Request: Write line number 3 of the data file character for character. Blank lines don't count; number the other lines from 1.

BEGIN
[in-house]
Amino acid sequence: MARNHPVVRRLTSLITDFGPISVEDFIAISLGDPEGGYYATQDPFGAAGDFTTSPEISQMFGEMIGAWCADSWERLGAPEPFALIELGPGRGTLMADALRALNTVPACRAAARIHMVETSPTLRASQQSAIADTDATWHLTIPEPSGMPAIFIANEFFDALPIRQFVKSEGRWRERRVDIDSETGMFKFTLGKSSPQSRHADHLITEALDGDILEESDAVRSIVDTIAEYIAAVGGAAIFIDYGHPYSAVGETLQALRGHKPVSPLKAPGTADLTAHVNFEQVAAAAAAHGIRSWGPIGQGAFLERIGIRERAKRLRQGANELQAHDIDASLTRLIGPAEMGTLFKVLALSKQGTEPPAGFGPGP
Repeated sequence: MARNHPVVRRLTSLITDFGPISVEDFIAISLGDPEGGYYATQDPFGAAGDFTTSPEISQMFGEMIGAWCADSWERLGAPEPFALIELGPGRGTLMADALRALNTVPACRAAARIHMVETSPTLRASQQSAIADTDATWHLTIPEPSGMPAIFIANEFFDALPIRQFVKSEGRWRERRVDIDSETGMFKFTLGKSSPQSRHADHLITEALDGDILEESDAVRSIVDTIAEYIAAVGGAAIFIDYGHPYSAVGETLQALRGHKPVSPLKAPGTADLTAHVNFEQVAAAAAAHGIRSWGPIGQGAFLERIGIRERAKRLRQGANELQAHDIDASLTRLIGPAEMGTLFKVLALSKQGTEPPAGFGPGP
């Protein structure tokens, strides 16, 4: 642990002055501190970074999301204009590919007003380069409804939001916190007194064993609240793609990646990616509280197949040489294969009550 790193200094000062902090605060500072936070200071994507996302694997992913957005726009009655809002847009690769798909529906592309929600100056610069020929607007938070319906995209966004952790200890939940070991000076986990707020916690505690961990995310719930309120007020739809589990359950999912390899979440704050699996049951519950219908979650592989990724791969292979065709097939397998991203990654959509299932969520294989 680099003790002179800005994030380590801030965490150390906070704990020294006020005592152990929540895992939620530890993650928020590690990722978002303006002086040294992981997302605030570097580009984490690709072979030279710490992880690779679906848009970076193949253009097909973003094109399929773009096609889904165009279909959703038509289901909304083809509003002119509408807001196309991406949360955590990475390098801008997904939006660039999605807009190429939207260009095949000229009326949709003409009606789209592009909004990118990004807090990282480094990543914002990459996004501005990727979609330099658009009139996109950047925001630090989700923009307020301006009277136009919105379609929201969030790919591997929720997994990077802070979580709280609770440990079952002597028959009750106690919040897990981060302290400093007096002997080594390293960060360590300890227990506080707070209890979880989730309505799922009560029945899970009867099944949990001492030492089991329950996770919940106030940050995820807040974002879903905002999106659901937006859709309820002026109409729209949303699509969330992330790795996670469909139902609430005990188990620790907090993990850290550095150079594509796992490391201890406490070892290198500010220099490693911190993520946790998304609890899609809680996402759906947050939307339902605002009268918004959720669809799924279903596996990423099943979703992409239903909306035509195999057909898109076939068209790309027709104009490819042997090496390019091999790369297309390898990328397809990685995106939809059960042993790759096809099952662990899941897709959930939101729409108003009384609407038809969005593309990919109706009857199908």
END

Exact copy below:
Repeated sequence: MARNHPVVRRLTSLITDFGPISVEDFIAISLGDPEGGYYATQDPFGAAGDFTTSPEISQMFGEMIGAWCADSWERLGAPEPFALIELGPGRGTLMADALRALNTVPACRAAARIHMVETSPTLRASQQSAIADTDATWHLTIPEPSGMPAIFIANEFFDALPIRQFVKSEGRWRERRVDIDSETGMFKFTLGKSSPQSRHADHLITEALDGDILEESDAVRSIVDTIAEYIAAVGGAAIFIDYGHPYSAVGETLQALRGHKPVSPLKAPGTADLTAHVNFEQVAAAAAAHGIRSWGPIGQGAFLERIGIRERAKRLRQGANELQAHDIDASLTRLIGPAEMGTLFKVLALSKQGTEPPAGFGPGP